All residents of Migron must leave the West Bank outpost within six days, the High Court of Justice ruled Wednesday evening, and all but six of the modular homes, or caravans, must be removed by September 11.

The remaining six caravans, on Block 26, Plot 10, are situated on land allegedly purchased recently by a settlement group called al-Wattan.

The court frowned upon the notion of the land having been built on before the purchase but granted the state its request for three months to investigate whether the purchase of the land was done legally.

The original Palestinian appellants to the court claim that signatures on land deeds were fraudulent and that the land was never sold.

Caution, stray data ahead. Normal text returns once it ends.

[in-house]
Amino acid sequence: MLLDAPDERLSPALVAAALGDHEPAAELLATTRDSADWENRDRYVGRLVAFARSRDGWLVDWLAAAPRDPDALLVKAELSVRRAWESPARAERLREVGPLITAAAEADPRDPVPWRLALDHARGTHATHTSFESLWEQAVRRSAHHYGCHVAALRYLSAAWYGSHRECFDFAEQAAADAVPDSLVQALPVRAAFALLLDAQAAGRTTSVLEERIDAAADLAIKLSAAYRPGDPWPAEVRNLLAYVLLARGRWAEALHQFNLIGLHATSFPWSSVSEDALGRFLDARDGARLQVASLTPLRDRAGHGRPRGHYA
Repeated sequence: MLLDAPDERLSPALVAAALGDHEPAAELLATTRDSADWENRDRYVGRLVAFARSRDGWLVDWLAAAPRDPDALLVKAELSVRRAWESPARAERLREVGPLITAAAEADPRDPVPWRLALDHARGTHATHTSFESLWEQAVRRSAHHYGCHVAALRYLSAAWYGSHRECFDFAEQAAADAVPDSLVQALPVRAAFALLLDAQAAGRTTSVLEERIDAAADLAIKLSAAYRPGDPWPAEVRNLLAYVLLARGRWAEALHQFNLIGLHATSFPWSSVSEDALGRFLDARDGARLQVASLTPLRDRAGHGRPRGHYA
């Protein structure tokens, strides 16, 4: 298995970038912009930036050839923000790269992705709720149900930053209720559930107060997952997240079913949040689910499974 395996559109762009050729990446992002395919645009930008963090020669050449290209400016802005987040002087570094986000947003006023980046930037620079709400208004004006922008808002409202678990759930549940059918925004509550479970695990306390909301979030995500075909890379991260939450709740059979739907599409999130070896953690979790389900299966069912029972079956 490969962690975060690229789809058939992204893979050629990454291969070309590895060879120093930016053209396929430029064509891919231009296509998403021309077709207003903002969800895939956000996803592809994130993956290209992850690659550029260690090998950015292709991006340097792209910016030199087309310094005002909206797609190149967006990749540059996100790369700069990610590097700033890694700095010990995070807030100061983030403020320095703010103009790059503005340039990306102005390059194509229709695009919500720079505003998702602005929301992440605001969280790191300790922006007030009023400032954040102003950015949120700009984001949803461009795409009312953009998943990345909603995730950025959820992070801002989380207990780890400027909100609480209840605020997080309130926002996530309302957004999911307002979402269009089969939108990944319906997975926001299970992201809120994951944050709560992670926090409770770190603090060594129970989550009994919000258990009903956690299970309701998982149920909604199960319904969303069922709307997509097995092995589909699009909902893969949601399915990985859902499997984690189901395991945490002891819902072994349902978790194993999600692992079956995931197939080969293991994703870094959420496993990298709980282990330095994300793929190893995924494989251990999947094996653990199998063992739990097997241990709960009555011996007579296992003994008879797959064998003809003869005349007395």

Migron was established in 2001 and questions over its legality first came before the court in 2006. At the time, the state, confident that the entire settlement was situated on privately owned Palestinian land, assured the court that it would evacuate all residents “within several months.”

Migron, the largest and one of the first outposts in the West Bank, has taken on symbolic meaning for all sides.

Michael Sfard, a lawyer representing the original Palestinian appellants, told the three-judge panel Tuesday that the outpost, an unauthorized settlement, was “a symbol of defiance against the rule of law.”

To settlers, the hilltop that looms over the road north from Jerusalem on Route 60 has historical relevance – King Saul is depicted in the Bible as having camped there with his army while defending Jerusalem – and a parcel of land that proved itself as crucial security-wise during the Second Intifada.

Shuki Sat, one of the founders, who lives in a caravan on Plot 10, told the Times of Israel after Tuesday’s hearing that the land in question had been purchased “over the course of the last few months” and that he was confident that he and his six children would continue to live there.